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Morning Security Brief: Cyber Threats, Expedited Airport Screening, and More

By Ann Longmore-Etheridge

►ZDNet reports that the U.S. Department of Homeland Security is warning of "a serious threat to networking devices, such as scanners, printers, computers, and routers. It comes only a few hours after a white paper was released by security researchers at Rapid7, which claimed that approximately 40 to 50 million devices worldwide are vulnerable to infiltration by hackers as a result of a flaw in a networking protocol."

The problem is with Universal Plug and Play (UPnP), which lets devices that connect to networks communicate and discover each other's presence. DHS is "concerned that the vulnerability could impact millions of machines, and warns users to update their software or disable UPnP altogether," the article notes.

►Homeland Security Secretary Janet Napolitano used a speech at Washington, D.C., think tank the Woodrow Wilson Center,to address the possibility of a "cyber 9-11." Sectors of the privately owned U.S. infrastructure, she said, are highly vulnerable, she said, and she urged Congress to pass cyber security legislation that would help to mitigate any future cyber attack.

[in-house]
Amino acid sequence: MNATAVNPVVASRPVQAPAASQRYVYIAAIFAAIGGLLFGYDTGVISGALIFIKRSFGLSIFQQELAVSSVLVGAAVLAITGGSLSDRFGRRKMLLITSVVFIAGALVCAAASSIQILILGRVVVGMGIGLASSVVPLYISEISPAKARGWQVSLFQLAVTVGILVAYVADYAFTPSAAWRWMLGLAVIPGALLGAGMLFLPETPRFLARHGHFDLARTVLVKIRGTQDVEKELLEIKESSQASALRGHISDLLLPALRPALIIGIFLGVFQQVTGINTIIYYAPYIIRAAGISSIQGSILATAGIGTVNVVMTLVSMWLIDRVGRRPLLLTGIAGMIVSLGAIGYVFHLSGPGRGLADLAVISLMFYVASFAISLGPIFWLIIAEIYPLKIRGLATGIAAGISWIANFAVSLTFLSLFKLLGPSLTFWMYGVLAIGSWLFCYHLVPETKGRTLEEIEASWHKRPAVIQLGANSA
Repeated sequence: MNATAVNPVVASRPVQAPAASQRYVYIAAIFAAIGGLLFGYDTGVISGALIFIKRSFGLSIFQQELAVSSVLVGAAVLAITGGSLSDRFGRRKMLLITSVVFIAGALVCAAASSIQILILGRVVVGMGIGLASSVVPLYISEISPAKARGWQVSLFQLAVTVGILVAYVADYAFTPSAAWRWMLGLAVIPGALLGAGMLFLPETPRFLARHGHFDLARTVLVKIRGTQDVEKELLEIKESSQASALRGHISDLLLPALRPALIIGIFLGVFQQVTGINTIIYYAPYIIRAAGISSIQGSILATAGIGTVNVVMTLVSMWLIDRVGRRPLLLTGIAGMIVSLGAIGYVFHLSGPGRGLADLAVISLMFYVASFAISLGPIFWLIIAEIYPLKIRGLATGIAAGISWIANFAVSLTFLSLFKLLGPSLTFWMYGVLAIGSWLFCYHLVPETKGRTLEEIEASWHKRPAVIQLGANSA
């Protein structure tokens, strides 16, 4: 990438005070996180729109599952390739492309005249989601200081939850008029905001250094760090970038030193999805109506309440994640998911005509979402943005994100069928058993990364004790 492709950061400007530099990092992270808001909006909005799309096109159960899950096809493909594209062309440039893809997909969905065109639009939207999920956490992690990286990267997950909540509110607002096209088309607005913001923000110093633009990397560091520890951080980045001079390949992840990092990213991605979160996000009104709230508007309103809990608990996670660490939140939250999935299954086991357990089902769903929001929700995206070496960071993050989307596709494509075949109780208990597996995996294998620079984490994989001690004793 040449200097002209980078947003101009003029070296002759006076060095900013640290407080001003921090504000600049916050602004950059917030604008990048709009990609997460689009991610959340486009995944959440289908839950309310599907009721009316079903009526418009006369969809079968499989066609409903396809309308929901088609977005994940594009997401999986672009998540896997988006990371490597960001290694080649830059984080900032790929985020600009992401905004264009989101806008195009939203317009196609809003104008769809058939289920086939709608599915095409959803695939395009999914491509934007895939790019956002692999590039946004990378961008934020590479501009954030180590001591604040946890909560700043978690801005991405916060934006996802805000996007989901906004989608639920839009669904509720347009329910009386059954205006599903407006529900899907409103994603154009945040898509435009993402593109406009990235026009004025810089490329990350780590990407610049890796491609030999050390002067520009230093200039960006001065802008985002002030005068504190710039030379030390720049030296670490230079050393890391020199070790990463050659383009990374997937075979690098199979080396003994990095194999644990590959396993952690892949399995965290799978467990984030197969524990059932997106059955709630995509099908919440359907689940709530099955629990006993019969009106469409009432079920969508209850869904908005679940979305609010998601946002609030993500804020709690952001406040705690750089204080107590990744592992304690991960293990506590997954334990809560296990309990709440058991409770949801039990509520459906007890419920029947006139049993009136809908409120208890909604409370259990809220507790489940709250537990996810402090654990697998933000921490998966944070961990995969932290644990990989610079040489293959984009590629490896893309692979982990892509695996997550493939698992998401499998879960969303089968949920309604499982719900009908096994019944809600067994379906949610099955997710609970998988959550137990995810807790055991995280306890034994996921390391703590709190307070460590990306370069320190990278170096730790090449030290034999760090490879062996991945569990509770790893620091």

►In the same Wilson Center speech, reports HSToday.us, Napolitano also stated that "the goal of TSA to make half of the U.S. population eligible for expedited screening within two years' time." Toward that goal, the TSA "held an industry day to explore the possibility of using commercial data to prescreen air passengers and thus speed their physical screening at U.S. airports. The TSA has been putting trusted travelers through expedited screening through its PreCheck program but the agency is now seeking ways to expand the population of travelers eligible for faster and lighter screening."

►"A new International Business Machines Corp. security tool uses Big Data to help CIOs detect internal and external security threats in new ways—and can even scan email and social media to flag apparently 'disgruntled' employees who might be inclined to reveal company secrets," says the Wall Street Journal. It does so by analyzing e-mails, financial transactions, and website traffic to detect patterns of security threats and fraud.

►Elsewhere in the news, Niger, which is next to Mali, agrees to let U.S. have surveillance drones fly from there, reports CNN. the Bayoubuzz reports on the U.S. Coast Guard's Super Bowl security plan, which it has begun to implement, and a GAO report finds that the Pentagon still isn't doing enough to address the military's sexual abuse problem, especially with regard to protecting the victim's right to confidentiality in seeking medical treatment, reports Danger Room.

 

 

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